Furthest Right

Pattern Recognition

Humans, we are told, belong to an intelligent species that specializes in pattern recognition. Our ability to use tools, our creativity, and even our emotions arise from identifying patterns of objects and events.

However, in the eternal paradox of nature, whatever serves as our strength doubles as a weakness because we rely on it at times when it does not fit. Schizophrenia involves runaway pattern recognition, but so do everyday dysfunctions.

Some would say that Leftism exists by seeing patterns of “oppression” everywhere, most religions involve schizoid reading of human patterns into nature, and human paranoia comes from uncertainty if one is seeing conspiracy or incompetence.

On the everyday dysfunction level, pattern matching may offer even greater risks in a number of ways. The first would be our tendency to find either the first match only, or over-extend a match, much like a common programming glitch:

Imagine you’d like to match everything between “foo” and “bar”. Initially, you write something like this:

$_ = "The food is under the bar in the barn.";
if ( /foo(.*)bar/ ) {
print "got <$1>\n";

Which perhaps unexpectedly yields:

got <d is under the bar in the >

That’s because .* was greedy, so you get everything between the first “foo” and the last “bar”.

A greedy match misses the point of finding a discrete thing and instead uses it as a bookend to wrap in all sorts of semi-related material, such as “disparate impact” which assumes “racism” if groups have different average economic positions.

It can also be used to create a false category, for example if we declare that conservatives are those who believe in economics and defense, and use that to call anyone who supports those things a conservative, even if everything else they do goes another direction.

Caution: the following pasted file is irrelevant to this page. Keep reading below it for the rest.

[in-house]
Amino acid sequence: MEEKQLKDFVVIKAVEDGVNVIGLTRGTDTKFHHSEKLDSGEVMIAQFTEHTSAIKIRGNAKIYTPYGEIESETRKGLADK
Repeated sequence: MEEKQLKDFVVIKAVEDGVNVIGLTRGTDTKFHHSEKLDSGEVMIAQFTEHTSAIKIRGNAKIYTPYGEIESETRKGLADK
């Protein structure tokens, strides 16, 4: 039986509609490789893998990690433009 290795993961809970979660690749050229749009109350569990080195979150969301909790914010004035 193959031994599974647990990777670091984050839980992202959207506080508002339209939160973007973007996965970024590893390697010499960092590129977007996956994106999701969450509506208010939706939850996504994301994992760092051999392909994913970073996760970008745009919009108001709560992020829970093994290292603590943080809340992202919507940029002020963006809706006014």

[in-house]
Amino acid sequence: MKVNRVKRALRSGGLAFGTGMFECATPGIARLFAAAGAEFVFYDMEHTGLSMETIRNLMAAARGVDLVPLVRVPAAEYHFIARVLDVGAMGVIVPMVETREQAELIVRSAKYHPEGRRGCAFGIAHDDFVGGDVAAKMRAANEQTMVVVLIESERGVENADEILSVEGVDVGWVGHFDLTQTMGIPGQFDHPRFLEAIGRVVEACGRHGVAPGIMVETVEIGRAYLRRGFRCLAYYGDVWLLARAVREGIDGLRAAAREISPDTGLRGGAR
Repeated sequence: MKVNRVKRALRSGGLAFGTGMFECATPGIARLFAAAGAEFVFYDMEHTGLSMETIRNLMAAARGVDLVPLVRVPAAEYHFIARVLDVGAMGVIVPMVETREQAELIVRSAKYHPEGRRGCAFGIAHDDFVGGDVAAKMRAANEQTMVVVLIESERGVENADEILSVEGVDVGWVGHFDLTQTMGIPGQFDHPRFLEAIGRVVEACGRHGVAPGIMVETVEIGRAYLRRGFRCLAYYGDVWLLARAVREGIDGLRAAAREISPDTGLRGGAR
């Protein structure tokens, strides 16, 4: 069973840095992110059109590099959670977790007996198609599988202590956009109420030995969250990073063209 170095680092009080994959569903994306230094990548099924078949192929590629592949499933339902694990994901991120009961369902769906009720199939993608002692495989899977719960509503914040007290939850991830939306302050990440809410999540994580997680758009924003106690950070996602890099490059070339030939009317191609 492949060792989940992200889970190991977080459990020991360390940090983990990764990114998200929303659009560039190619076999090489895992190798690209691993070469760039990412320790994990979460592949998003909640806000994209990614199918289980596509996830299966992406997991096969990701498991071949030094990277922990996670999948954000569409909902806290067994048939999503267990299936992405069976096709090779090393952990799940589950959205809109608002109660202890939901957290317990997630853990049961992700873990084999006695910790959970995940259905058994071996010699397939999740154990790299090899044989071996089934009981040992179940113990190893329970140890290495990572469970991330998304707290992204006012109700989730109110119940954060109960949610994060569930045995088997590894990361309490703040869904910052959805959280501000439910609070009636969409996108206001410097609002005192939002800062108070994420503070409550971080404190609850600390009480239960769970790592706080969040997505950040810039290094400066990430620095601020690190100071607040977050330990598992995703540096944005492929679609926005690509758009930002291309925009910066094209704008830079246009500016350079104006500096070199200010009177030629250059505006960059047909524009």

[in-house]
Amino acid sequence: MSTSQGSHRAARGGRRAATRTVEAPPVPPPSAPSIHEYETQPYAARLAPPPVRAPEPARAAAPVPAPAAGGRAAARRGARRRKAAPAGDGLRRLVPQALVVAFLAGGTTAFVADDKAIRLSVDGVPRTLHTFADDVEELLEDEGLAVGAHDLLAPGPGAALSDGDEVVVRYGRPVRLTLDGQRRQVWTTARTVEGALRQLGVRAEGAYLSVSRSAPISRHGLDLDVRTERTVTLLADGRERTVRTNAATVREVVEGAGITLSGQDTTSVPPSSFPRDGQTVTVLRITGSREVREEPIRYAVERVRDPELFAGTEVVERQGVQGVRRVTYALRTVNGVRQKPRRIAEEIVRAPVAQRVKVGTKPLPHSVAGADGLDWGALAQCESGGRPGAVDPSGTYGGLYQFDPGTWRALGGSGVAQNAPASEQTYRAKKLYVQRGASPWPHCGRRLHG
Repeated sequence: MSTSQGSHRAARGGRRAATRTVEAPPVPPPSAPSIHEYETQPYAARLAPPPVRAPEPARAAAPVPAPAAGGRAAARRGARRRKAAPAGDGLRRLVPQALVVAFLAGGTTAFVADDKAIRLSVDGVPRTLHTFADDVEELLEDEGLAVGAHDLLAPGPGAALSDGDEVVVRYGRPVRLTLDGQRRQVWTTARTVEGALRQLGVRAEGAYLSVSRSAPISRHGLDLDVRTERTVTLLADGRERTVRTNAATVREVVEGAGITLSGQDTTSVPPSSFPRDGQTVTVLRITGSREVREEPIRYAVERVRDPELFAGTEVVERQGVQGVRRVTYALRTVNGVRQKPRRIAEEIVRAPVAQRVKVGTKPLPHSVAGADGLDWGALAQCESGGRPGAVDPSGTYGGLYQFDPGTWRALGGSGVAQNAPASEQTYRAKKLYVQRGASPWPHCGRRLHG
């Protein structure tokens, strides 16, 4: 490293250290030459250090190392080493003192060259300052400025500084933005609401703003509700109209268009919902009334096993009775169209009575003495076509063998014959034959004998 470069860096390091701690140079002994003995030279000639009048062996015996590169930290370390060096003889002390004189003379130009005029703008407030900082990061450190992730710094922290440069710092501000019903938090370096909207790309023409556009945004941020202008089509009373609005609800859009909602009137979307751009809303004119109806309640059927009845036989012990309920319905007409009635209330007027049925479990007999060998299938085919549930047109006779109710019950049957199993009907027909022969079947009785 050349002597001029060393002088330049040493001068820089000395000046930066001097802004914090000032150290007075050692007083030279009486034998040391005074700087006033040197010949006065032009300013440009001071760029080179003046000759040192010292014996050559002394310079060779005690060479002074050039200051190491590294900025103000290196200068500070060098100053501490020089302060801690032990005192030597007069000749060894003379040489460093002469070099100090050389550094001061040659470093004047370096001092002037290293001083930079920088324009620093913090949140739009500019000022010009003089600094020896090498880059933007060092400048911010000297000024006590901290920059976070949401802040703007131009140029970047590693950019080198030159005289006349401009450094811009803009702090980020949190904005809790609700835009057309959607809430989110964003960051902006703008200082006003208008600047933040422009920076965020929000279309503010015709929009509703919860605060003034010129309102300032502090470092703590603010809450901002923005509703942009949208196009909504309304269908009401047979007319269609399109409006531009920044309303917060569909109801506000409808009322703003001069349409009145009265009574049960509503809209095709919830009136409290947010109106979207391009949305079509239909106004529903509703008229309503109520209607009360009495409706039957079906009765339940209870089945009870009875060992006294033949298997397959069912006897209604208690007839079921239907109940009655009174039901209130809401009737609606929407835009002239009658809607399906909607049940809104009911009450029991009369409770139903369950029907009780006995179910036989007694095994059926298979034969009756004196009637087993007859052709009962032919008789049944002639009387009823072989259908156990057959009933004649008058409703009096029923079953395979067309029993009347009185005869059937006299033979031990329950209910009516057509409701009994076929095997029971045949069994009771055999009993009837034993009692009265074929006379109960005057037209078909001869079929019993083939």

Two other big areas of pattern recognition failure blight the human experience.

First is our tendency toward rationalization, or backward cognition: instead of finding a goal, we accept what currently exists and defend it as if it were what we always wanted.

For example, contemporary conservatives know that their belief system has nothing in common with egalitarianism but because we have egalitarian laws, they defend them and pretend that conservatism has “always” supported “equality.”

They then draw a trivial and incorrect distinction between “equality of opportunity” and “equality of outcome” (or “equity”), not realizing that the former always leads to the latter because the only way to prove that the former exists is when the latter exists.

Next we tend toward a filter-based perspective. That is, we like to come up with an idea we want to argue is true, and then rationalize it by finding any matching data that seems to support it.

In other words, we create a thesis in search of data, instead of data in search of a thesis. We decide what we want, and then selectively look for data before applying filters to remove any contrary data.

Political correctness formalizes this process in a political context. It looks for any act that can be argued is a violation of egalitarian feeling, then filters it out of the conversation, leading to a false consensus.

Pattern recognition may be the most powerful human tool but unless it is constrained to the whole of the data set, often including all of reality, it becomes an exercise in rationalizing and justifying our preconceptions.

The philosophy that I write about, parallelism, argues for seeing all causality as polycausality and therefore paying attention to parallel structures between different areas in order to see what is true.

For example, we need to consider equality not just in the social domain but the thermodynamic, mathematical, and natural domains. It wins in the social domain but does not exist in the others, therefore is not real; it is illusion.

As humanity moves out of the fugue of the early modern era, it will be forced to look to the very basics of what we consider our perception to figure out where we went wrong.

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